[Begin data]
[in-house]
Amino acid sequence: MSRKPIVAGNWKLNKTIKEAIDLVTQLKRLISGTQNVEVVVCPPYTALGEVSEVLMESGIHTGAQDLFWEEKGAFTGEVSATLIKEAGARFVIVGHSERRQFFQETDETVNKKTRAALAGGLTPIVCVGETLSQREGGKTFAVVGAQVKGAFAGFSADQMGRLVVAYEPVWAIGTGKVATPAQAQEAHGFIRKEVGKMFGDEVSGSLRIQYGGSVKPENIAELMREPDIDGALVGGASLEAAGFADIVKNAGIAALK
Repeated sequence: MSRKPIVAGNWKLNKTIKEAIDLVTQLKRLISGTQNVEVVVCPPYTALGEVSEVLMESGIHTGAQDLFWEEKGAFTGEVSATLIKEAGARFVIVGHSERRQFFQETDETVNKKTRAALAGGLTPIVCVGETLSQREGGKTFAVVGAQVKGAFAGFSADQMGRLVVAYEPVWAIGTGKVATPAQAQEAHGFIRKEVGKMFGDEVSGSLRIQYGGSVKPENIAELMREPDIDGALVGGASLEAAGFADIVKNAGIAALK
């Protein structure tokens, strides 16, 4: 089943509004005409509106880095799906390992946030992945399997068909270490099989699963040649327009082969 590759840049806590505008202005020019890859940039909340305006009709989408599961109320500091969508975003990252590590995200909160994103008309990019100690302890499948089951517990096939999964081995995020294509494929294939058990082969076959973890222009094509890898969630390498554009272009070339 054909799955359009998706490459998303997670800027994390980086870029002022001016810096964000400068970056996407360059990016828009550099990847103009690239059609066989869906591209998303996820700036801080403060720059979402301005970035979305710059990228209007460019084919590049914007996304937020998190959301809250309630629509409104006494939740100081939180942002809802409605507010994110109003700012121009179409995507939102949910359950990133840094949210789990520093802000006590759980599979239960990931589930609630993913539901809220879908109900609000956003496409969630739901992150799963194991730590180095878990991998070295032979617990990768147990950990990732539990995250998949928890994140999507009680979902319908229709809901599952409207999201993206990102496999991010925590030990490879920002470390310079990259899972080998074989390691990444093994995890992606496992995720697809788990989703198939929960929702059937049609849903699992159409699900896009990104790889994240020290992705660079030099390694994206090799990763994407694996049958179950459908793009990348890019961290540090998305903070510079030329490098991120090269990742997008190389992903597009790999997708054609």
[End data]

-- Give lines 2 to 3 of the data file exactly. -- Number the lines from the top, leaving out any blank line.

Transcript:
Amino acid sequence: MSRKPIVAGNWKLNKTIKEAIDLVTQLKRLISGTQNVEVVVCPPYTALGEVSEVLMESGIHTGAQDLFWEEKGAFTGEVSATLIKEAGARFVIVGHSERRQFFQETDETVNKKTRAALAGGLTPIVCVGETLSQREGGKTFAVVGAQVKGAFAGFSADQMGRLVVAYEPVWAIGTGKVATPAQAQEAHGFIRKEVGKMFGDEVSGSLRIQYGGSVKPENIAELMREPDIDGALVGGASLEAAGFADIVKNAGIAALK
Repeated sequence: MSRKPIVAGNWKLNKTIKEAIDLVTQLKRLISGTQNVEVVVCPPYTALGEVSEVLMESGIHTGAQDLFWEEKGAFTGEVSATLIKEAGARFVIVGHSERRQFFQETDETVNKKTRAALAGGLTPIVCVGETLSQREGGKTFAVVGAQVKGAFAGFSADQMGRLVVAYEPVWAIGTGKVATPAQAQEAHGFIRKEVGKMFGDEVSGSLRIQYGGSVKPENIAELMREPDIDGALVGGASLEAAGFADIVKNAGIAALK